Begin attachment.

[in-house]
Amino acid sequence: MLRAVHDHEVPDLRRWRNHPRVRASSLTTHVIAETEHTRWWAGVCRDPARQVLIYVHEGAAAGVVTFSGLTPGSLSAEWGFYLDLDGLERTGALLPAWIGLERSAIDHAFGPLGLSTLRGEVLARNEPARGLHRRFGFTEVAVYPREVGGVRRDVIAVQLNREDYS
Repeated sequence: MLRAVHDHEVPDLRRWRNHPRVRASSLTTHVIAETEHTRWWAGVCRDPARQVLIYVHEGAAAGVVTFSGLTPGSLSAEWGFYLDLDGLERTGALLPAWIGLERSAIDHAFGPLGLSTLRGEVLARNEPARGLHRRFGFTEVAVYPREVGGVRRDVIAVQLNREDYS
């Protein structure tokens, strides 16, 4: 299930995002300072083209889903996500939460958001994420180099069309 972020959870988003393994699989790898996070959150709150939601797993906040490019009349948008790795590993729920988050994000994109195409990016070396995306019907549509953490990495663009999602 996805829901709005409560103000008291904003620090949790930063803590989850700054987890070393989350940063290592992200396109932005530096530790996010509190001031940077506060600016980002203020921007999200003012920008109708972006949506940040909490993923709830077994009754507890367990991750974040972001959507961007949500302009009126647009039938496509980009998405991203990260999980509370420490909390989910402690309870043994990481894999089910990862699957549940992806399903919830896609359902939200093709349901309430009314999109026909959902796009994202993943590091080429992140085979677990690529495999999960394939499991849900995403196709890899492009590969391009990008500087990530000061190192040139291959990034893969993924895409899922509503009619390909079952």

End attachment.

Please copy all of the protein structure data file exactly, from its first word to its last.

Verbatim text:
[in-house]
Amino acid sequence: MLRAVHDHEVPDLRRWRNHPRVRASSLTTHVIAETEHTRWWAGVCRDPARQVLIYVHEGAAAGVVTFSGLTPGSLSAEWGFYLDLDGLERTGALLPAWIGLERSAIDHAFGPLGLSTLRGEVLARNEPARGLHRRFGFTEVAVYPREVGGVRRDVIAVQLNREDYS
Repeated sequence: MLRAVHDHEVPDLRRWRNHPRVRASSLTTHVIAETEHTRWWAGVCRDPARQVLIYVHEGAAAGVVTFSGLTPGSLSAEWGFYLDLDGLERTGALLPAWIGLERSAIDHAFGPLGLSTLRGEVLARNEPARGLHRRFGFTEVAVYPREVGGVRRDVIAVQLNREDYS
């Protein structure tokens, strides 16, 4: 299930995002300072083209889903996500939460958001994420180099069309 972020959870988003393994699989790898996070959150709150939601797993906040490019009349948008790795590993729920988050994000994109195409990016070396995306019907549509953490990495663009999602 996805829901709005409560103000008291904003620090949790930063803590989850700054987890070393989350940063290592992200396109932005530096530790996010509190001031940077506060600016980002203020921007999200003012920008109708972006949506940040909490993923709830077994009754507890367990991750974040972001959507961007949500302009009126647009039938496509980009998405991203990260999980509370420490909390989910402690309870043994990481894999089910990862699957549940992806399903919830896609359902939200093709349901309430009314999109026909959902796009994202993943590091080429992140085979677990690529495999999960394939499991849900995403196709890899492009590969391009990008500087990530000061190192040139291959990034893969993924895409899922509503009619390909079952």